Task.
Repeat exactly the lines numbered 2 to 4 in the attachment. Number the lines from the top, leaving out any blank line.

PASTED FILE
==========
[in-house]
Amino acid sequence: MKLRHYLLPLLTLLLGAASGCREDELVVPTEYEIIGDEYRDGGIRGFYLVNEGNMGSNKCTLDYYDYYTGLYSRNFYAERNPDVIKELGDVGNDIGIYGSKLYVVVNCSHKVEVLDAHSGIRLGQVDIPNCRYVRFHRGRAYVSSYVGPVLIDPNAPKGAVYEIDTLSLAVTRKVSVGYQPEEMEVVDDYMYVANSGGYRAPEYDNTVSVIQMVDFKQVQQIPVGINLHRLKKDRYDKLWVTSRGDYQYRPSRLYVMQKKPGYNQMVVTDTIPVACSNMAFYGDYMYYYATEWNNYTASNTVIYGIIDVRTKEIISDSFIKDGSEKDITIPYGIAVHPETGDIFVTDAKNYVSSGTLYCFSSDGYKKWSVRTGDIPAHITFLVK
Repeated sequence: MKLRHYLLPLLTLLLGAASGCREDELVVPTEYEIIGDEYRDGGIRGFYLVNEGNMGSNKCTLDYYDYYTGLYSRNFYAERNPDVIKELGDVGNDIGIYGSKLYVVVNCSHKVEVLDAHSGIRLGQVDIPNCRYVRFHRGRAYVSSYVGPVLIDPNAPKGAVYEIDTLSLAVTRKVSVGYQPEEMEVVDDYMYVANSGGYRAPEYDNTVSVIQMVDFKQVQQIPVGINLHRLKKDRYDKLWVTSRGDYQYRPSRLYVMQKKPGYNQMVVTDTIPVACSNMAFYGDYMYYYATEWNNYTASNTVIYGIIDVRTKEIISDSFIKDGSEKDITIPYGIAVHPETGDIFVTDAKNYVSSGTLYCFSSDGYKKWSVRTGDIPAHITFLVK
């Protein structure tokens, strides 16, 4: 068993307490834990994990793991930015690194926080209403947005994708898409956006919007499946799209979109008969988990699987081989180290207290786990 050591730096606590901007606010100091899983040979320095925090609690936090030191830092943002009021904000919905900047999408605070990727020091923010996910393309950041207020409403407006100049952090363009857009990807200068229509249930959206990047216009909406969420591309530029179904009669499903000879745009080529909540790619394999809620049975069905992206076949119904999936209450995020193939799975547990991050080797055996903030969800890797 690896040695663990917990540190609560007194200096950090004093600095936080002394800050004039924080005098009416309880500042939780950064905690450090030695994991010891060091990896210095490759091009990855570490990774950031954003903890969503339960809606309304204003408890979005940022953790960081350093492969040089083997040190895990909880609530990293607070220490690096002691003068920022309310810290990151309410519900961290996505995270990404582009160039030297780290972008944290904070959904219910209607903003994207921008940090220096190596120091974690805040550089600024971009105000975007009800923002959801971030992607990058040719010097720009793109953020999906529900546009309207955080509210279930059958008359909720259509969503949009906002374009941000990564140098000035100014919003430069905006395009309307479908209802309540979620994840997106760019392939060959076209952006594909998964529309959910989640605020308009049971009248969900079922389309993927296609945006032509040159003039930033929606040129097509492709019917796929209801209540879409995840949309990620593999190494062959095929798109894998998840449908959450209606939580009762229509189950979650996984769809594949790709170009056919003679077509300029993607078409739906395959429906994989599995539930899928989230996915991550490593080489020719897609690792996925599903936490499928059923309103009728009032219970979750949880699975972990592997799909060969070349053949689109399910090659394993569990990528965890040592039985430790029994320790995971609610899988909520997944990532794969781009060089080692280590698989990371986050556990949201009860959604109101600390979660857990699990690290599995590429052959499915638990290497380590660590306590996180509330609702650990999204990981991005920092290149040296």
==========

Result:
Amino acid sequence: MKLRHYLLPLLTLLLGAASGCREDELVVPTEYEIIGDEYRDGGIRGFYLVNEGNMGSNKCTLDYYDYYTGLYSRNFYAERNPDVIKELGDVGNDIGIYGSKLYVVVNCSHKVEVLDAHSGIRLGQVDIPNCRYVRFHRGRAYVSSYVGPVLIDPNAPKGAVYEIDTLSLAVTRKVSVGYQPEEMEVVDDYMYVANSGGYRAPEYDNTVSVIQMVDFKQVQQIPVGINLHRLKKDRYDKLWVTSRGDYQYRPSRLYVMQKKPGYNQMVVTDTIPVACSNMAFYGDYMYYYATEWNNYTASNTVIYGIIDVRTKEIISDSFIKDGSEKDITIPYGIAVHPETGDIFVTDAKNYVSSGTLYCFSSDGYKKWSVRTGDIPAHITFLVK
Repeated sequence: MKLRHYLLPLLTLLLGAASGCREDELVVPTEYEIIGDEYRDGGIRGFYLVNEGNMGSNKCTLDYYDYYTGLYSRNFYAERNPDVIKELGDVGNDIGIYGSKLYVVVNCSHKVEVLDAHSGIRLGQVDIPNCRYVRFHRGRAYVSSYVGPVLIDPNAPKGAVYEIDTLSLAVTRKVSVGYQPEEMEVVDDYMYVANSGGYRAPEYDNTVSVIQMVDFKQVQQIPVGINLHRLKKDRYDKLWVTSRGDYQYRPSRLYVMQKKPGYNQMVVTDTIPVACSNMAFYGDYMYYYATEWNNYTASNTVIYGIIDVRTKEIISDSFIKDGSEKDITIPYGIAVHPETGDIFVTDAKNYVSSGTLYCFSSDGYKKWSVRTGDIPAHITFLVK
């Protein structure tokens, strides 16, 4: 068993307490834990994990793991930015690194926080209403947005994708898409956006919007499946799209979109008969988990699987081989180290207290786990 050591730096606590901007606010100091899983040979320095925090609690936090030191830092943002009021904000919905900047999408605070990727020091923010996910393309950041207020409403407006100049952090363009857009990807200068229509249930959206990047216009909406969420591309530029179904009669499903000879745009080529909540790619394999809620049975069905992206076949119904999936209450995020193939799975547990991050080797055996903030969800890797 690896040695663990917990540190609560007194200096950090004093600095936080002394800050004039924080005098009416309880500042939780950064905690450090030695994991010891060091990896210095490759091009990855570490990774950031954003903890969503339960809606309304204003408890979005940022953790960081350093492969040089083997040190895990909880609530990293607070220490690096002691003068920022309310810290990151309410519900961290996505995270990404582009160039030297780290972008944290904070959904219910209607903003994207921008940090220096190596120091974690805040550089600024971009105000975007009800923002959801971030992607990058040719010097720009793109953020999906529900546009309207955080509210279930059958008359909720259509969503949009906002374009941000990564140098000035100014919003430069905006395009309307479908209802309540979620994840997106760019392939060959076209952006594909998964529309959910989640605020308009049971009248969900079922389309993927296609945006032509040159003039930033929606040129097509492709019917796929209801209540879409995840949309990620593999190494062959095929798109894998998840449908959450209606939580009762229509189950979650996984769809594949790709170009056919003679077509300029993607078409739906395959429906994989599995539930899928989230996915991550490593080489020719897609690792996925599903936490499928059923309103009728009032219970979750949880699975972990592997799909060969070349053949689109399910090659394993569990990528965890040592039985430790029994320790995971609610899988909520997944990532794969781009060089080692280590698989990371986050556990949201009860959604109101600390979660857990699990690290599995590429052959499915638990290497380590660590306590996180509330609702650990999204990981991005920092290149040296």